World-renowned sitar master Nishat Khan explores his belief that modal Indian classical music holds a special affinity with the ancient plainchant tradition of the Christian church, performing with one of Europe’s finest and most distinctive choirs, the Saint Ephraim Male Choir of Budapest. Blythburgh Church’s own angels look down on a special meeting of musical traditions.
Saint Ephraim Male Choir (16 June)
Saint Ephraim Male Choir’s second concert programme is rooted in a particular tradition. In the spectacular surroundings of Blythburgh Church, the choir rediscovers central European folksong by Bartók and Kodály. They go on to explore this folksong tradition’s modern blossoming in Hungary, Slovakia and Poland, to include works written specifically for this group. Vital, inventive music performed with striking virtuosity and flair.
Nishat Khan: Indian raags at Orford Church (17 June)
Raags, the melodic backbone of Indian classical music, respond to and express every aspect of their environment: the atmosphere, the light, the location, and the shifting patterns of day and night. Through the course of a single day, sitar virtuoso Nishat Khan brings this tradition alive in the atmospheric sacred space of Orford Church. Starting at 8am, he creates music for each season of the day: a Suffolk summer morning, the point at which afternoon starts to tilt towards evening, and finally, late into the night, as the cycle of the day approaches its end and its renewal.
Kloing! and Liszt Night Inspection (21 June)
In the course of an evening Marino Formenti presents two piano recitals that turn our expectations of this most traditional of formats on their heads. In the first, he is the protagonist in composer Olga Neuwirth’s tragicomic duel between a pianist and an out of control computer-controlled instrument. Later at night, the piano is in the centre of the darkened auditorium, the performer in our midst. Cushions and mattresses are available to sit on as close as we want. Paring Liszt with gypsy music and works by Berio, John Adams and Brian Eno, Marino Formenti’s programme sheds new light on all facets of the Hungarian pianist-composer’s musical personality, from the poetic and the spiritual to the daringly innovative.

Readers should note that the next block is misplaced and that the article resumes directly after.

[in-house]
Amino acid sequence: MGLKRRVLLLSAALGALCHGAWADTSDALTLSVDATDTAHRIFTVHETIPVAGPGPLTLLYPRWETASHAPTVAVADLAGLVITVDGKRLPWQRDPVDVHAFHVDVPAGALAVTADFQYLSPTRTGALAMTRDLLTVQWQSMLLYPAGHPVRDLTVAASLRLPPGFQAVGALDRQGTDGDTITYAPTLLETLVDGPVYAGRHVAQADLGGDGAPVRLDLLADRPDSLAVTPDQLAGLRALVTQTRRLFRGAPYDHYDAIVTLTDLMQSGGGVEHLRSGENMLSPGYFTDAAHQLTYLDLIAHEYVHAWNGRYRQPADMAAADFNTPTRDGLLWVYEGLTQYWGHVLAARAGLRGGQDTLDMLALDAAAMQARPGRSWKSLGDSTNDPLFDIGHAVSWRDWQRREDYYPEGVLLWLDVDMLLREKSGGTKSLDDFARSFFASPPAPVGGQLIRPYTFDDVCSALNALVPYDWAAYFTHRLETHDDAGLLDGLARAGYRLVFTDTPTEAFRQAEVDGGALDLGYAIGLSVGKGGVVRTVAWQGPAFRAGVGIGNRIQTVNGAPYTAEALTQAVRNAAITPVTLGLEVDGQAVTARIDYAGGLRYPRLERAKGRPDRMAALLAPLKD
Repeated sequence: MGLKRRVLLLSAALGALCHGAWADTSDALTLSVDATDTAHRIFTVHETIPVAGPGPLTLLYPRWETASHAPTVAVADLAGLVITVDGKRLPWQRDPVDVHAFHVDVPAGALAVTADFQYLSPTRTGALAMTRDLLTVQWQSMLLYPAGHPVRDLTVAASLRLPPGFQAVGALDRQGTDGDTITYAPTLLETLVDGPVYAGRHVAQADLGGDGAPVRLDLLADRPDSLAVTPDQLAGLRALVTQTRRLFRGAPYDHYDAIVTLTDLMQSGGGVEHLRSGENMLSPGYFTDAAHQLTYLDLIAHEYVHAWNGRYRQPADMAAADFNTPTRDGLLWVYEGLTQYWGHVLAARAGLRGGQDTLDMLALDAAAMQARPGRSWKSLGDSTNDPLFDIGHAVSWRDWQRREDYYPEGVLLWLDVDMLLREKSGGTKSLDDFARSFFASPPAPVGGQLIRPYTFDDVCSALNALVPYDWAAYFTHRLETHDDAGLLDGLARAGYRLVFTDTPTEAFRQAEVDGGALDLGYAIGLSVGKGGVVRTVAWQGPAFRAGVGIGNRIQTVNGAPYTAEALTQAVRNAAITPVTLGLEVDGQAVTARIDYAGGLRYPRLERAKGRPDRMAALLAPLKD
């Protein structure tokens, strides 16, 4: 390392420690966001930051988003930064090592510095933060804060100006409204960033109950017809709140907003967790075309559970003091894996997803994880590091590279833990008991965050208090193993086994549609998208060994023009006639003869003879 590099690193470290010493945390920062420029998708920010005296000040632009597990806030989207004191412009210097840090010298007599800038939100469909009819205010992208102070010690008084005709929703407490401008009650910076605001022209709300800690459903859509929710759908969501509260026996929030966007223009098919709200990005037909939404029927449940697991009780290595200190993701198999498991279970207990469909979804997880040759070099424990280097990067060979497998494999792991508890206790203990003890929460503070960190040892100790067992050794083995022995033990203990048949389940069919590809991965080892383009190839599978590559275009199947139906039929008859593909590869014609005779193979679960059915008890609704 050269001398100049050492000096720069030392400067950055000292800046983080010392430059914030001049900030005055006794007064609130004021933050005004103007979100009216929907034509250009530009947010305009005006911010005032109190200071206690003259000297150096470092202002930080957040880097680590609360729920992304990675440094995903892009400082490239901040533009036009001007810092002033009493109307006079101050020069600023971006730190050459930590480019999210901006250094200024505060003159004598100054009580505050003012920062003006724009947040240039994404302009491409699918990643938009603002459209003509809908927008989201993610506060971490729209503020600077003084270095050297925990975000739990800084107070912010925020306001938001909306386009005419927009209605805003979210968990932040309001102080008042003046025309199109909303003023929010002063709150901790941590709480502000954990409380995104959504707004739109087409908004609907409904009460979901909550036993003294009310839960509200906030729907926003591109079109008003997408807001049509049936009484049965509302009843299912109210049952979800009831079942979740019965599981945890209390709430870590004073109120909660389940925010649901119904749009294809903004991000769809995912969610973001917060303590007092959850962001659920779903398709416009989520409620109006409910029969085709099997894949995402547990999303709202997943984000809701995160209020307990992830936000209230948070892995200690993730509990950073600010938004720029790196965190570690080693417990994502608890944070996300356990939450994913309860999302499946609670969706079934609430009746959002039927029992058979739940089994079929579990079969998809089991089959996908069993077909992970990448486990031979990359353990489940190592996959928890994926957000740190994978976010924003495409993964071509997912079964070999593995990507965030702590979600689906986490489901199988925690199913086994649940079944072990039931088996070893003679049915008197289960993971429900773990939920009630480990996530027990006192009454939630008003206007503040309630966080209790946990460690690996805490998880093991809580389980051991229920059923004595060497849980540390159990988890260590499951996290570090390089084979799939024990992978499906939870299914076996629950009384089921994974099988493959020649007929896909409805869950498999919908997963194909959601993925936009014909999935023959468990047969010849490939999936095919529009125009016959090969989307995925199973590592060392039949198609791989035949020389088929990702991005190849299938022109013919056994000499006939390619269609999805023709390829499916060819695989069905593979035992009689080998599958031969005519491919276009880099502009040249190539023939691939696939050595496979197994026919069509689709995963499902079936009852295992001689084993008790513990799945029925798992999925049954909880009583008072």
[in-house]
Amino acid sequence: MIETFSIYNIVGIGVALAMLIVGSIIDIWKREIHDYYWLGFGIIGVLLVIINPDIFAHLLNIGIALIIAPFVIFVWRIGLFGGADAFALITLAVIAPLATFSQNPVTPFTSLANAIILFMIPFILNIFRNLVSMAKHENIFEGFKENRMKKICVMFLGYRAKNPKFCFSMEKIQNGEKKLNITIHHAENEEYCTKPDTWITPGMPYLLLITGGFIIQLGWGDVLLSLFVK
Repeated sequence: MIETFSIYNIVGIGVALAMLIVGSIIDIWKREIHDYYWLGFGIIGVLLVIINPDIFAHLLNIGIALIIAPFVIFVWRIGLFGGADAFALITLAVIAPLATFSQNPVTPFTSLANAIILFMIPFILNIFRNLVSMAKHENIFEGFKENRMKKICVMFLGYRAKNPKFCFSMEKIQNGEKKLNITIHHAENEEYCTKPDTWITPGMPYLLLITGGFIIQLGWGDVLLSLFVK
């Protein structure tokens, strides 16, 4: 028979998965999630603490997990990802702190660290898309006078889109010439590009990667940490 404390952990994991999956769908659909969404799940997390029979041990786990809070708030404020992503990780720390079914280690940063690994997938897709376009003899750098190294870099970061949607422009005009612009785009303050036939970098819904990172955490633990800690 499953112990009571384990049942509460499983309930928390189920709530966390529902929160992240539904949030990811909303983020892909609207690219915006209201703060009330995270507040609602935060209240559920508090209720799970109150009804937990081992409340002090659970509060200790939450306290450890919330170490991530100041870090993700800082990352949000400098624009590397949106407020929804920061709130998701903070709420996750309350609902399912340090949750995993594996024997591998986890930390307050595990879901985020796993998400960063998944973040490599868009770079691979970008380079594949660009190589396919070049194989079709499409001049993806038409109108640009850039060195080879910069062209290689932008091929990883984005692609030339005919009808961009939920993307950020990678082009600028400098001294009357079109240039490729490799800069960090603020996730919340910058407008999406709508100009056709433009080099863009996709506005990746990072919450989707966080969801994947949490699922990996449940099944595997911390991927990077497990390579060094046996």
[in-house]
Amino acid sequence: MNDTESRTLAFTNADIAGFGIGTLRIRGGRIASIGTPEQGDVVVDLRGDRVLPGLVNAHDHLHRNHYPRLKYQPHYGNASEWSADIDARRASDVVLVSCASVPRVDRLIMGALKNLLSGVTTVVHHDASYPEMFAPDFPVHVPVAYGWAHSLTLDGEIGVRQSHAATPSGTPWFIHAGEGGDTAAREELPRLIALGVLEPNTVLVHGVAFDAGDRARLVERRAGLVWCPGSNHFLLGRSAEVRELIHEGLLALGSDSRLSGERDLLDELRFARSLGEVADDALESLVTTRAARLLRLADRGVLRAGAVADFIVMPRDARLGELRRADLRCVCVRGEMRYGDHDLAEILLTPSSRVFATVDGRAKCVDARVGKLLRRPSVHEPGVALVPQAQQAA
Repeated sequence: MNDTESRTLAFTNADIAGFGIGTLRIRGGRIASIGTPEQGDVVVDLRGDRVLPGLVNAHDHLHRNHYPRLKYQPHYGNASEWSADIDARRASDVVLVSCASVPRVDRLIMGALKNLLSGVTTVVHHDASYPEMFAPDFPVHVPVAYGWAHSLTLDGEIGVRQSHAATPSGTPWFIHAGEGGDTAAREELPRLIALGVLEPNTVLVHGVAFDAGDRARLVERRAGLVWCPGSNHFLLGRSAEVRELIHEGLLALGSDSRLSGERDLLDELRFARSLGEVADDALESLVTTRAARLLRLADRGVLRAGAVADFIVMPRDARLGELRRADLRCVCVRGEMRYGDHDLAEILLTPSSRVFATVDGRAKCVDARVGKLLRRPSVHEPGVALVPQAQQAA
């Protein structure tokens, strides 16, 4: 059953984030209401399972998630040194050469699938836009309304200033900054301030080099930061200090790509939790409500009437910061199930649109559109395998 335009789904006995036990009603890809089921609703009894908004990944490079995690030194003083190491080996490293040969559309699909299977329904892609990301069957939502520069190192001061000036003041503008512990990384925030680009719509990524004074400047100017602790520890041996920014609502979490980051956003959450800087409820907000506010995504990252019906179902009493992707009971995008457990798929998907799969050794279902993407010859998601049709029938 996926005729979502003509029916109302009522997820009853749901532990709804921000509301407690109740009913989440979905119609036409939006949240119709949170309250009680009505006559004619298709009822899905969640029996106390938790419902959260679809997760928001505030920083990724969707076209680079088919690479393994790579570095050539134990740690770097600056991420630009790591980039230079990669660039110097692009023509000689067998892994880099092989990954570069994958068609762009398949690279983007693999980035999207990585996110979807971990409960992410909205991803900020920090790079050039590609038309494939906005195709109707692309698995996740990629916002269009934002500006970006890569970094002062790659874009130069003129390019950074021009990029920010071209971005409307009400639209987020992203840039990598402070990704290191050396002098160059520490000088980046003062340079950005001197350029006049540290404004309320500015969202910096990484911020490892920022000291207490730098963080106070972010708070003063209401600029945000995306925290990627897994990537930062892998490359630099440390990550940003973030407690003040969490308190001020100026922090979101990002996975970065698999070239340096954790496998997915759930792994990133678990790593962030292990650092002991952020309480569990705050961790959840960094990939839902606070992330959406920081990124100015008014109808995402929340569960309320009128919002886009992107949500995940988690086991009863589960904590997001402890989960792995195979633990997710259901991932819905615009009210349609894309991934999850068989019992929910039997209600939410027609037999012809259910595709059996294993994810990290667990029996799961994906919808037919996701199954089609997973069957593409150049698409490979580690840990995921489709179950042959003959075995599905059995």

Music on the Meare (21 June)
Join us for a short indoor concert at Aldeburgh’s Jubilee Hall, followed by a vintage bus journey to the water of Thorpeness Meare, where you can relax in a rowing boat to hear a magical moment in Aldeburgh Festival heritage recreated.
Multi-Story Orchestra (24 June)
The dynamic young orchestra return to the Aldeburgh Festival to perform two short concerts in an unusual location in central Ipswich.
Exhibitions includes Maggi Hambling’s Walls of Water and composer Freya Waley-Cohen’s installation Permutations, created in collaboration with architectural designers Andrew Skulina and Finbarr O’Dempsey and inviting audiences to explore the powerful relationship between architecture and music. There will also be an exhibition documenting the conception and creation of Snape Maltings Concert Hall 50 years ago, and exhibitions at The Red House on A Midsummer Night’s Dream, Billy Budd, and Homosexuality in Britten’s Britain.
The Pumphouse and the Bandstand on the Beach
The line-up for the 30+ non-classical events of The Pumphouse fringe will be announced in April. There will also be free music every lunchtime and on Midsummer’s evening (21 June) during the Aldeburgh Festival at the Bandstand on the Beach, with the line-up announced in June.